Oh yay. One of many items I made a note to follow up from Cordelia Fine’s Delusions of Gender was an essay by Sally Haslanger, a philosopher at MIT, “Changing the Ideology and Culture of Philosophy: Not by Reason (Alone),” from Hypatia, 2008. Then yesterday I happened on and re-read an article by Julian Baggini on the scarcity of women in philosophy, and how does it start?
Sally Haslanger is angry. “I entered philosophy about 30 years ago,” she told me at the American Philosophical Association’s Eastern Division meeting in Boston. “I had a budding feminist consciousness, and I thought then that there weren’t enough women on the reading lists in my classes or among my teachers. But I thought things would certainly change, given the importance of the feminist movement. I’ve been though the profession now and worked hard on the Committee on the Status of Women. I’ve worked hard in other forums like SWIP – the Society for Women in Philosophy – that were trying to advance women’s interests. After 30 years I was seeing that there wasn’t really that much change, and that made me mad.”
So today I looked, figuring it would be unavailable online, but hey what do you know – it’s available. Probably everybody with any sense has already read it, but I missed it. I love that little thrill when you find something you expected not to find.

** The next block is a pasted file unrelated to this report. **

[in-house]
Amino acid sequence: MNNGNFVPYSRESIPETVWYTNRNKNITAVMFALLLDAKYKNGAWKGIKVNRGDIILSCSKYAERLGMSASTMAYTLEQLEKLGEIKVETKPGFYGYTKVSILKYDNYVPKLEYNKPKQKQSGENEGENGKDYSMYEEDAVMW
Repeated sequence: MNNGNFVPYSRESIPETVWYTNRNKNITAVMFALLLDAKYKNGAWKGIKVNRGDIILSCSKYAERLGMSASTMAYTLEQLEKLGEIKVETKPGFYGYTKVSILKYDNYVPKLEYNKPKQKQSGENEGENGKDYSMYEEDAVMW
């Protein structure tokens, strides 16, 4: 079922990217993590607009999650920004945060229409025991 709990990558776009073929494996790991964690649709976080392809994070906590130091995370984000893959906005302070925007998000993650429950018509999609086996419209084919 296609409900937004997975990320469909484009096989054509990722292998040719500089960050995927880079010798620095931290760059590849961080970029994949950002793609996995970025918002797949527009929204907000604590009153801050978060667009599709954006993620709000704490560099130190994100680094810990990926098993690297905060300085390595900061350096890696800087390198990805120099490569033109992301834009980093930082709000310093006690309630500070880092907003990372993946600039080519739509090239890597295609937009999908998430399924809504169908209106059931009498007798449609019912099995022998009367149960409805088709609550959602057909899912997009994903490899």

Why there aren’t more women of my cohort in philosophy? Because there were very few of us and there was a lot of outright discrimination…In graduate school I was told by one of my teachers that he had “never seen a first rate woman philosoph[er] and never expected to because women were incapable of having seminal ideas.” I was the butt of jokes when I received a distinction on my prelims, since it seemed funny to everyone to suggest I should get a blood test to determine if I was really a woman.
My point here is that I don’t think we need to scratch our heads and wonder what on earth is going on that keeps women out of philosophy. In my experience it is very hard to find a place in philosophy that isn’t actively hostile towards women and minorities, or at least assumes that a successful philosopher should look and act like a (traditional, white) man.
Does that sound familiar? It does to me. An outspoken atheist simply has to be a (traditional, white) man, because women just don’t do outspoken and atheism. Women do shoes and feelings…at best; at worst they do bitchy cunt things.